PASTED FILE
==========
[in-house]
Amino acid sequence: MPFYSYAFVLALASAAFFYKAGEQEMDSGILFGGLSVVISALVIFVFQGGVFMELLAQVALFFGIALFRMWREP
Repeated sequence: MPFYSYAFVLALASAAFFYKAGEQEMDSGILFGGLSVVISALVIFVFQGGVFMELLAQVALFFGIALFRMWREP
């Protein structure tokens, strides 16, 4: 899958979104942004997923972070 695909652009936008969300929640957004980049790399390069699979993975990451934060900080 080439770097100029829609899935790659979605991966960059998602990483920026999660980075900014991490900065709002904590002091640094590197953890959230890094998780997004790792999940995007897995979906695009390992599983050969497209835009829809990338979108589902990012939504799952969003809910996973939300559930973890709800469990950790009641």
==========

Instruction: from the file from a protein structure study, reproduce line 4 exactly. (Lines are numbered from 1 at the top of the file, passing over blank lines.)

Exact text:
């Protein structure tokens, strides 16, 4: 899958979104942004997923972070 695909652009936008969300929640957004980049790399390069699979993975990451934060900080 080439770097100029829609899935790659979605991966960059998602990483920026999660980075900014991490900065709002904590002091640094590197953890959230890094998780997004790792999940995007897995979906695009390992599983050969497209835009829809990338979108589902990012939504799952969003809910996973939300559930973890709800469990950790009641």